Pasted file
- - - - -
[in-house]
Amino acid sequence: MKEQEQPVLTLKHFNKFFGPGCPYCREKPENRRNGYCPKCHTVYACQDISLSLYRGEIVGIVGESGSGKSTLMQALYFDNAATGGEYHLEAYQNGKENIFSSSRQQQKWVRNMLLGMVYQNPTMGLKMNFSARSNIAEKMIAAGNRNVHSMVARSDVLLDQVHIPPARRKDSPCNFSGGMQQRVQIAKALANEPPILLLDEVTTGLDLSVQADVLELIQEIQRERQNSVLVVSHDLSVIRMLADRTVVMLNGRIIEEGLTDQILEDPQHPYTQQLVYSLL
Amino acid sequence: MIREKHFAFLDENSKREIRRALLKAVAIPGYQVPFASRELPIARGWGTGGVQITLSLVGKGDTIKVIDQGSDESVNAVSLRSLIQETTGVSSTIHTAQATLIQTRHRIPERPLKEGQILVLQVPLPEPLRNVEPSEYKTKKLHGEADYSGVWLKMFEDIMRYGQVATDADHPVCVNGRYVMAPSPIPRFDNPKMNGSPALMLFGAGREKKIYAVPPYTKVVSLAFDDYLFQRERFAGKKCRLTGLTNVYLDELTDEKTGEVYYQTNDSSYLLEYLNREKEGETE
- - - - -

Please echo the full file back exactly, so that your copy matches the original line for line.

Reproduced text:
[in-house]
Amino acid sequence: MKEQEQPVLTLKHFNKFFGPGCPYCREKPENRRNGYCPKCHTVYACQDISLSLYRGEIVGIVGESGSGKSTLMQALYFDNAATGGEYHLEAYQNGKENIFSSSRQQQKWVRNMLLGMVYQNPTMGLKMNFSARSNIAEKMIAAGNRNVHSMVARSDVLLDQVHIPPARRKDSPCNFSGGMQQRVQIAKALANEPPILLLDEVTTGLDLSVQADVLELIQEIQRERQNSVLVVSHDLSVIRMLADRTVVMLNGRIIEEGLTDQILEDPQHPYTQQLVYSLL
Amino acid sequence: MIREKHFAFLDENSKREIRRALLKAVAIPGYQVPFASRELPIARGWGTGGVQITLSLVGKGDTIKVIDQGSDESVNAVSLRSLIQETTGVSSTIHTAQATLIQTRHRIPERPLKEGQILVLQVPLPEPLRNVEPSEYKTKKLHGEADYSGVWLKMFEDIMRYGQVATDADHPVCVNGRYVMAPSPIPRFDNPKMNGSPALMLFGAGREKKIYAVPPYTKVVSLAFDDYLFQRERFAGKKCRLTGLTNVYLDELTDEKTGEVYYQTNDSSYLLEYLNREKEGETE